© 2019

The Crafty Animator

Handmade, Craft-based Animation and Cultural Value

  • Caroline Ruddell
  • Paul Ward
  • Constitutes the first book-length study to interrogate the value of craft within the context of animation production

  • Challenges the historical argument around how “craft” is perceived as inferior to “art”

  • Includes a chapter-length interview with animator Eric Dyer, who discusses the challenges and excitements of making animation


Part of the Palgrave Animation book series (PAANI)

Table of contents

  1. Front Matter
    Pages i-x
  2. Caroline Ruddell, Paul Ward
    Pages 1-15
  3. Birgitta Hosea
    Pages 17-43
  4. Lilly Husbands
    Pages 45-73
  5. Katharina Boeckenhoff, Caroline Ruddell
    Pages 75-98
  6. Caroline Ruddell, Paul Ward
    Pages 203-225
  7. Back Matter
    Pages 227-231

About this book


This collection is a study of the value of craft as it can be understood within the study and practice of animation. The book reconsiders the position of craft, which is often understood as inferior to ‘art’, with a particular focus on questions of labour in animation production and gendered practices. The notion of craft has been widely investigated in a number of areas including art, design and textiles, but despite the fact that a wide range of animators use craft-based techniques, the value of craft has not been interrogated in this context until now. Seeking to address such a gap in the literature, this collection considers the concept of craft through a range of varying case studies. Chapters include studies on experimental animation, computer animation, trauma and memory, children’s animation and silhouette animation among others. The Crafty Animator also goes some way to exploring the relationship craft has with the digital in the context of animation production. Through these varied discussions, this book problematizes simplistic notions about the value of certain methods and techniques, working to create a dialogue between craft and animation. 


animation craft digital art visual culture textiles design computer animation memory children production

Editors and affiliations

  • Caroline Ruddell
    • 1
  • Paul Ward
    • 2
  1. 1.Brunel University LondonUxbridgeUK
  2. 2.School of Media and PerformanceArts University BournemouthPooleUK

About the editors

Caroline Ruddell is Senior Lecturer and programme lead in Film and TV Studies and Film Production at Brunel University, London, UK. She has published widely on animation and the representation of identity onscreen. Caroline is currently researching craft-based animation. She is Associate Editor for the Sage publication animation: an interdisciplinary journal and series co-editor for Palgrave Animation.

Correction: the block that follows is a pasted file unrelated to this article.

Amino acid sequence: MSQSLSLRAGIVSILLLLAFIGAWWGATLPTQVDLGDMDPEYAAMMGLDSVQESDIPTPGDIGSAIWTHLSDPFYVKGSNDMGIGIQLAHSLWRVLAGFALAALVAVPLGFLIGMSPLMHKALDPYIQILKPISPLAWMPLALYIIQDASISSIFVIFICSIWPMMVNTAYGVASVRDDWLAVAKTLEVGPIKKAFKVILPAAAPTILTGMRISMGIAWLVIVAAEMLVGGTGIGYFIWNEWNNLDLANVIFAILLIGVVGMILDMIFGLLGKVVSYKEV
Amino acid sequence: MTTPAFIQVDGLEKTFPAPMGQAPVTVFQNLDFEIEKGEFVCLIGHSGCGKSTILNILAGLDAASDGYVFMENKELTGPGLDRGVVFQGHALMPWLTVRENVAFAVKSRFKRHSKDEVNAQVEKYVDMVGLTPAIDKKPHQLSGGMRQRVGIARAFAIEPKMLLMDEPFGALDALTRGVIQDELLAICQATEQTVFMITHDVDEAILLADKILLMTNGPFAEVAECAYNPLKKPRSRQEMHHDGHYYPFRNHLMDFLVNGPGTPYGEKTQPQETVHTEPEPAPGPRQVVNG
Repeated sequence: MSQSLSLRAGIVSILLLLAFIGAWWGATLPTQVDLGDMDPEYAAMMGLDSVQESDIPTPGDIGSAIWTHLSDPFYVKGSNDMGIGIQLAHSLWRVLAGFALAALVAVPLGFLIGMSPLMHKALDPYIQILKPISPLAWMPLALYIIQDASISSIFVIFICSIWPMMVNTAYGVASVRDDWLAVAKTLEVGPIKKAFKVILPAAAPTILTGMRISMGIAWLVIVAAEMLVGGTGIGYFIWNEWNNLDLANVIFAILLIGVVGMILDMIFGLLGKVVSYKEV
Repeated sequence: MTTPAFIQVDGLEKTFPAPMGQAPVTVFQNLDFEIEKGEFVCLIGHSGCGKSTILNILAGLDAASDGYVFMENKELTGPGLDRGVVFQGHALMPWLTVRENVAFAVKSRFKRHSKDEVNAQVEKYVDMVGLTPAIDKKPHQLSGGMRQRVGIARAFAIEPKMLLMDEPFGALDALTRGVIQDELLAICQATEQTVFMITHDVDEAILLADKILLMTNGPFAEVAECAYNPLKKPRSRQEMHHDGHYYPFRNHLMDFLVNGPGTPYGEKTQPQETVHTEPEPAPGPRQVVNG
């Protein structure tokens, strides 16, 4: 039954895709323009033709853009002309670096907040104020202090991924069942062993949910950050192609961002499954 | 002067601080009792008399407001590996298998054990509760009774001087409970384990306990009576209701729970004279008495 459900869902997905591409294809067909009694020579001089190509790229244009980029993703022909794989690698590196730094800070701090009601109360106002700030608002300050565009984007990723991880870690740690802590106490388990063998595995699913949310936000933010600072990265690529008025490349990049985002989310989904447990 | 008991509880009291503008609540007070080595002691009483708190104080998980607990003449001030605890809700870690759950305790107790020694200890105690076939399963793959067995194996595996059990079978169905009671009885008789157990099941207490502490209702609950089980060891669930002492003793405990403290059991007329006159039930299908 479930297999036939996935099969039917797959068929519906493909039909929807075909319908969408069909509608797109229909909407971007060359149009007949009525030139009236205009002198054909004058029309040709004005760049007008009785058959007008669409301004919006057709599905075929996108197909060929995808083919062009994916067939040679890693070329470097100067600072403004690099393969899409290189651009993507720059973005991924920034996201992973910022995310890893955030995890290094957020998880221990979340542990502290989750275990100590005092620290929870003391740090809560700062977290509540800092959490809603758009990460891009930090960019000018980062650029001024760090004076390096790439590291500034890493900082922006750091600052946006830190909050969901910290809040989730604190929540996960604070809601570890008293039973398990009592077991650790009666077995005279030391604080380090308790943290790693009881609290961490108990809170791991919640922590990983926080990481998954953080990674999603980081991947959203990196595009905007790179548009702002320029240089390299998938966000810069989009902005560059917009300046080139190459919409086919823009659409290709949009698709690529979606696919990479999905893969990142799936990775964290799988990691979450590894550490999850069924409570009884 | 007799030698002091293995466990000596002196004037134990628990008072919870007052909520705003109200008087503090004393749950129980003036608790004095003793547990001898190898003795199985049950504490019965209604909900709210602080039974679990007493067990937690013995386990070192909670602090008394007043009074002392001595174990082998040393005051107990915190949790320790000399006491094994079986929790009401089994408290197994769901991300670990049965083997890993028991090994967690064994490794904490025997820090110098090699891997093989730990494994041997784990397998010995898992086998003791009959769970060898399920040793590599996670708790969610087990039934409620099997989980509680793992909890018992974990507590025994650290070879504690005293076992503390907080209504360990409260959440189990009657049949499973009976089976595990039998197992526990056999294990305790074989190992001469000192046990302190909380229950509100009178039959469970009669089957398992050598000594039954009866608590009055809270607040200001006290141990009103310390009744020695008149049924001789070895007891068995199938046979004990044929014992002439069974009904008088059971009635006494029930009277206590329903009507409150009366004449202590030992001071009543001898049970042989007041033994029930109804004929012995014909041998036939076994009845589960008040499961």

Paul Ward is Professor of Animation Studies at the Arts University Bournemouth, UK. He is the author of Documentary: The Margins of Reality (2005) and a range of journal articles, published in animation: an interdisciplinary journal, Historical Journal of Film, Radio and Television and Animation Journal. He is the series co-editor for Palgrave Animation

Bibliographic information

  • Book Title The Crafty Animator
  • Book Subtitle Handmade, Craft-based Animation and Cultural Value
  • Editors Caroline Ruddell
    Paul Ward
  • Series Title Palgrave Animation
  • Series Abbreviated Title Palgrave Animation
  • DOI
  • Copyright Information The Editor(s) (if applicable) and The Author(s), under exclusive license to Springer Nature Switzerland AG 2019
  • Publisher Name Palgrave Macmillan, Cham
  • eBook Packages Literature, Cultural and Media Studies Literature, Cultural and Media Studies (R0)
  • Hardcover ISBN 978-3-030-13942-1
  • Softcover ISBN 978-3-030-13945-2
  • eBook ISBN 978-3-030-13943-8
  • Series ISSN 2523-8086
  • Series E-ISSN 2523-8094
  • Edition Number 1
  • Number of Pages X, 231
  • Number of Illustrations 1 b/w illustrations, 32 illustrations in colour
  • Topics Animation
  • Buy this book on publisher's site


“Rather than avoiding the contradictions, the editors dive right in, showing how the practice of animation often moves from handmade to digital and back again, sliding, too, across disparate political objectives. They have wisely focused their collection on “the ways different types of animation foreground or self-consciously showcase notions of the (hand) crafted.” What’s at stake in showcasing the mark of the hand in contemporary art practice?” (Holly Willis, Los Angeles Review of Books)

“In the essays gathered here by Ruddell and Ward, the notion of craft takes on a newfound potency that encourages readers to consider—and perhaps more importantly reconsider—ideas of artistry, authenticity, and the ambiguity of craft in the realm of digital animation production. Highlighting the labour-intensive processes of animation in all forms, The Crafty Animator also discusses how ‘craft’ functions to empower, marginalise, and commercialise in different contexts. A timely book that will no doubt prove to be a valuable resource for many years to come.” (Chris Pallant, Canterbury Christ Church University, UK)